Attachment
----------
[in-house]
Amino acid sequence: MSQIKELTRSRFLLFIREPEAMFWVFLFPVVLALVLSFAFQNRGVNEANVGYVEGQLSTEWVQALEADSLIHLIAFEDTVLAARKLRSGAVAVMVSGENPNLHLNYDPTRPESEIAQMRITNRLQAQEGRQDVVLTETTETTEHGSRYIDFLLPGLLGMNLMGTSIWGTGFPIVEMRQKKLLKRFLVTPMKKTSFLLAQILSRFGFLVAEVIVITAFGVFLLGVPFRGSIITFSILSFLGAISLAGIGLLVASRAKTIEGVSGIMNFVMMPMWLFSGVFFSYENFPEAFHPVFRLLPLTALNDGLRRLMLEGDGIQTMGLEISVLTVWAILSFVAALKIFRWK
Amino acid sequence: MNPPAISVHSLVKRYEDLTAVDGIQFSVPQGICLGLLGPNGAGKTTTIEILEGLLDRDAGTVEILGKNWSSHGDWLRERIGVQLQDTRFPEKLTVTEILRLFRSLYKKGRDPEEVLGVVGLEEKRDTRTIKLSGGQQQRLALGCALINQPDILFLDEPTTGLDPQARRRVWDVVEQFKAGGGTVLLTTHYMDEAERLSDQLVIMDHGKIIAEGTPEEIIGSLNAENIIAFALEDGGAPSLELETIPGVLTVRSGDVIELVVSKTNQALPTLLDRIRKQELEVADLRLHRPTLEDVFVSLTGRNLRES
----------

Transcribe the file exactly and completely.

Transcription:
[in-house]
Amino acid sequence: MSQIKELTRSRFLLFIREPEAMFWVFLFPVVLALVLSFAFQNRGVNEANVGYVEGQLSTEWVQALEADSLIHLIAFEDTVLAARKLRSGAVAVMVSGENPNLHLNYDPTRPESEIAQMRITNRLQAQEGRQDVVLTETTETTEHGSRYIDFLLPGLLGMNLMGTSIWGTGFPIVEMRQKKLLKRFLVTPMKKTSFLLAQILSRFGFLVAEVIVITAFGVFLLGVPFRGSIITFSILSFLGAISLAGIGLLVASRAKTIEGVSGIMNFVMMPMWLFSGVFFSYENFPEAFHPVFRLLPLTALNDGLRRLMLEGDGIQTMGLEISVLTVWAILSFVAALKIFRWK
Amino acid sequence: MNPPAISVHSLVKRYEDLTAVDGIQFSVPQGICLGLLGPNGAGKTTTIEILEGLLDRDAGTVEILGKNWSSHGDWLRERIGVQLQDTRFPEKLTVTEILRLFRSLYKKGRDPEEVLGVVGLEEKRDTRTIKLSGGQQQRLALGCALINQPDILFLDEPTTGLDPQARRRVWDVVEQFKAGGGTVLLTTHYMDEAERLSDQLVIMDHGKIIAEGTPEEIIGSLNAENIIAFALEDGGAPSLELETIPGVLTVRSGDVIELVVSKTNQALPTLLDRIRKQELEVADLRLHRPTLEDVFVSLTGRNLRES